Checking-in on invisible Workplace Hazards
By CCOHSGeneral Health & Safety Aerospace Automotive Electronics Food & Beverage Manufacturing communication demanding workload family health safety mental health Safety work life balance workday workplace workplace stress
With regular check-ins and a commitment to worker-well-being, psychological hazards can be addressed and supported, increasing the health of workers and their general wellbeing.
“Mark, how’s today looking? Everything moving along smoothly? Any delays we should know about?”
Daily check-ins. We have them with our workers and teams. We check in on the status of projects, timelines and deliverables. We monitor progress, identify roadblocks and then we take the appropriate steps to get things up and running again.
While these check-ins are common when it comes to daily work duties, they do not always happen when it comes to mental health. Workplace priorities and pressures, like deadlines and meetings, seem to come first, or at least that is what we tell ourselves. Add in the to-do’s that occur outside of work, and mental health soon drops off the priority list.
Workplaces can see, and even measure, the toll that poor mental health can take on workers. When the well-being of workers is ignored, their mental health can decline, bringing productivity and morale along with it.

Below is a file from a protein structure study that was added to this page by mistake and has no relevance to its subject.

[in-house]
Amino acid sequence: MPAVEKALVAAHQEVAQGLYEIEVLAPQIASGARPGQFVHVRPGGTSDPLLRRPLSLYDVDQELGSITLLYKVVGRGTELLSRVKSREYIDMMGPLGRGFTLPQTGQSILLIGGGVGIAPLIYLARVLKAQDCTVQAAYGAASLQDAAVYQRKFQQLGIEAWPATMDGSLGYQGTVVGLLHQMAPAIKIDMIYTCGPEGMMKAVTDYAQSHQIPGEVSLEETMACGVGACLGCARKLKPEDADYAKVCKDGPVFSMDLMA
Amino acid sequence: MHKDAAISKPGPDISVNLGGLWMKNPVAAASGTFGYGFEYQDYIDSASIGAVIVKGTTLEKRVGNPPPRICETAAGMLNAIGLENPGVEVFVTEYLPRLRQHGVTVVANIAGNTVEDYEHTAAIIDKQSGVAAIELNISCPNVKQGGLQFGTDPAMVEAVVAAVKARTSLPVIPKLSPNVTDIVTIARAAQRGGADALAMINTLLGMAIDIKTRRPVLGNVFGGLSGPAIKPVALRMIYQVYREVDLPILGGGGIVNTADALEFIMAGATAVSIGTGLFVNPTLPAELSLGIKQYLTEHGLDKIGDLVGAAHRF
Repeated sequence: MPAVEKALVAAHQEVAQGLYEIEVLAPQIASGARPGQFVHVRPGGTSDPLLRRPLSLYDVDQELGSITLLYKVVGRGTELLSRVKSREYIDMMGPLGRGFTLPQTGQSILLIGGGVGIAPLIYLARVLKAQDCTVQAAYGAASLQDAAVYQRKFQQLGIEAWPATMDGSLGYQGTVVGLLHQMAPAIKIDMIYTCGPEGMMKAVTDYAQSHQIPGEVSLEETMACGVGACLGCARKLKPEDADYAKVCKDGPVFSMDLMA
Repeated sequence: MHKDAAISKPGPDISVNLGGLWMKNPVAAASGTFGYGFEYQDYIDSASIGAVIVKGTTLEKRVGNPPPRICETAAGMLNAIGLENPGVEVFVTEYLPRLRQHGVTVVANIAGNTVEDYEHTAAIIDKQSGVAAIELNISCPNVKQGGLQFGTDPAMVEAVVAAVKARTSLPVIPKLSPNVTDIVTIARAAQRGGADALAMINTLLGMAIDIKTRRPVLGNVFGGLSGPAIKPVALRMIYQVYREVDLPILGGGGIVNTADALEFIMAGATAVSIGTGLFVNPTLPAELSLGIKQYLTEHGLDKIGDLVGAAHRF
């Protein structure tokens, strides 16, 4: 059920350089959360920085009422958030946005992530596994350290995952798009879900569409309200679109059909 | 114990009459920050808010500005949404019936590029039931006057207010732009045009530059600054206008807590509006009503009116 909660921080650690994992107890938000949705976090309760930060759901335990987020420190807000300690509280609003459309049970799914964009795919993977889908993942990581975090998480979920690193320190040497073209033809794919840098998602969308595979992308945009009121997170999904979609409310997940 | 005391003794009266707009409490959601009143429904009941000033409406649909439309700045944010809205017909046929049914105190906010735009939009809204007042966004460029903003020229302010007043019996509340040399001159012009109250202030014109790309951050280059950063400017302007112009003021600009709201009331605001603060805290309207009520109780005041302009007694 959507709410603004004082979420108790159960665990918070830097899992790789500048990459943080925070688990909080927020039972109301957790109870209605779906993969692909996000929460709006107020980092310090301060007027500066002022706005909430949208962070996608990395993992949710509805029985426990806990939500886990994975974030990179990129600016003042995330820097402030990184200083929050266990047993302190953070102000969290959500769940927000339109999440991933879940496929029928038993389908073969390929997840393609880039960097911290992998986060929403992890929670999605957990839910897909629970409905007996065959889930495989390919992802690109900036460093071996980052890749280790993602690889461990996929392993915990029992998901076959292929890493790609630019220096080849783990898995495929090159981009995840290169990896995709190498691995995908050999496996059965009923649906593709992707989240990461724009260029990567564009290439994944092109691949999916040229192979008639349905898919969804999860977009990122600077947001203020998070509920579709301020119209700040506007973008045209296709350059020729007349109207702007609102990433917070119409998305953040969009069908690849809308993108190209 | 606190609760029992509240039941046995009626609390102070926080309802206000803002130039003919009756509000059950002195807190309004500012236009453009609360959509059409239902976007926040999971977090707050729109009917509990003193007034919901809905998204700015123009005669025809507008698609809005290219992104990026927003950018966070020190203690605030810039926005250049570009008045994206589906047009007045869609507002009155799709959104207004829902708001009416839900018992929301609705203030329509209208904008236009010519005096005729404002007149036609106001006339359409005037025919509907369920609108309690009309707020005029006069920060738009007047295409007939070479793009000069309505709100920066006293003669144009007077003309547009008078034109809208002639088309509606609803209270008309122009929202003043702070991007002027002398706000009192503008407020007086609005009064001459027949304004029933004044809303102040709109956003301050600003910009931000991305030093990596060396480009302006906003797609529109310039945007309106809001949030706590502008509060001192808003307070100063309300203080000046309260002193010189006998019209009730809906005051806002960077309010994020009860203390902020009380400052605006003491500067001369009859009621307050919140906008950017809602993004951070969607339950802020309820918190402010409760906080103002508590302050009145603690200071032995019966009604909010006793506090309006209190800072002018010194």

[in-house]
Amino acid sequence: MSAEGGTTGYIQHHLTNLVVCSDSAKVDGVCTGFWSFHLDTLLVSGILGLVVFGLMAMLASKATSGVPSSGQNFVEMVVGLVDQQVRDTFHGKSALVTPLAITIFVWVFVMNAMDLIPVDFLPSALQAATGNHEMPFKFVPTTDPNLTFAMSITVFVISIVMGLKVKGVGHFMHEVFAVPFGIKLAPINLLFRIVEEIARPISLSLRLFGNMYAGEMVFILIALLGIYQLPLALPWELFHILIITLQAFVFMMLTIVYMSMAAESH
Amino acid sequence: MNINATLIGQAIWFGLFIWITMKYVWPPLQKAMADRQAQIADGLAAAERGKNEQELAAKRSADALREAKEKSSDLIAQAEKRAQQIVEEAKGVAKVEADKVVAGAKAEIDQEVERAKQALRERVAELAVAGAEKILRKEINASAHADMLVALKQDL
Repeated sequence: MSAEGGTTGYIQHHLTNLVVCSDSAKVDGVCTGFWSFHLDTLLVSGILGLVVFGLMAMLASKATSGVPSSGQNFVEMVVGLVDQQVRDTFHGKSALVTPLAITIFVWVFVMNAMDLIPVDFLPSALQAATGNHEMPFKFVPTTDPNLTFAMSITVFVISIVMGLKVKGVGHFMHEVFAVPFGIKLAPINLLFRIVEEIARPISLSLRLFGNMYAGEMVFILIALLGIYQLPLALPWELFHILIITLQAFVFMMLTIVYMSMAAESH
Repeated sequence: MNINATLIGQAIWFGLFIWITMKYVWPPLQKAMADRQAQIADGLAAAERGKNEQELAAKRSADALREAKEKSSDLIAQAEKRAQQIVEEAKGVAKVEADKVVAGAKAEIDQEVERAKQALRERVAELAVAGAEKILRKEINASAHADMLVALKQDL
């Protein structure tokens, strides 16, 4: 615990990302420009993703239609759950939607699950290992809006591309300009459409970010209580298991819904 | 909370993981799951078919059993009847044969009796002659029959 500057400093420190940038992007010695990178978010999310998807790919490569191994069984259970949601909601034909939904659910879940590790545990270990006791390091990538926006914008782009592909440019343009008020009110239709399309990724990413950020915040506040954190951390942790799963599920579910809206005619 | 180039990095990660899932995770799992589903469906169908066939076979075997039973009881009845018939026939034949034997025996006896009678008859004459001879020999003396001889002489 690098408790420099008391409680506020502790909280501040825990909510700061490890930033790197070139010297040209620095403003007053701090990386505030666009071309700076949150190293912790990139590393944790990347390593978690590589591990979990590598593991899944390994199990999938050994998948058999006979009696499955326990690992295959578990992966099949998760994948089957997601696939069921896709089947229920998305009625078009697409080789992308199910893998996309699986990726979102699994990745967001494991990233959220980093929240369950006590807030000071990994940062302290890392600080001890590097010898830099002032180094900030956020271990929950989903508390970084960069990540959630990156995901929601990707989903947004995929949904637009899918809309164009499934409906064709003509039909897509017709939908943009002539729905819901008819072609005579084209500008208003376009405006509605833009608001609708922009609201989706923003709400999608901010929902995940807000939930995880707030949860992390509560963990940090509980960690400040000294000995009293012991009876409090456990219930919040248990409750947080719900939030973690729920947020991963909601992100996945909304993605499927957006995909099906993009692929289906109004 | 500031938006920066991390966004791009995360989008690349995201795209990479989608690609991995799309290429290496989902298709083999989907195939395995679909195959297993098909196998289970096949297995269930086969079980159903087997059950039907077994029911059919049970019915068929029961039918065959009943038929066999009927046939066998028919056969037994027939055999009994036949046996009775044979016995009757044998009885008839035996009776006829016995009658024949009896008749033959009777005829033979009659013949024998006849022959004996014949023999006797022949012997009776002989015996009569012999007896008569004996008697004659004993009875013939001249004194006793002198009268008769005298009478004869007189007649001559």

This domino effect is one reason why workplaces should consider creating formal health and wellness programs. By creating check-ins that are not just about projects and their deliverables, workplaces can gauge the status of their workers’ health and well-being too.
A check-in each day can help keep workplace stress at bay
Mental health can be impacted by both individual and environmental factors. Let’s go back to Mark, for example. Mark works Tuesday to Saturday. His shifts vary, but on most Saturdays, he finds himself missing his daughter’s soccer games. On top of that, Saturdays at the plant are one of the busiest days. He often finds himself working on the line with minimal contact with others. Everyone is so busy that sometimes a simple “hello” goes unsaid. The workload is also so demanding that Mark often does not have a chance to take his breaks, which he typically uses to eat lunch and call his daughter to see how the game went.
With the combination of long workdays, the emotional toll of missing time with his family and a demanding workload, Mark is feeling overwhelmed, but he is not comfortable telling his manager about what is bothering him. Instead, he pushes through at work and continues with the cycle of never feeling like he can keep up with family and work demands. Unfortunately, his manager does not notice that Mark is struggling, and as a result, does not think to check-in with him to see how he is doing. Because of the lack of communication, Mark’s stress levels will likely go unnoticed, and might become worse over time.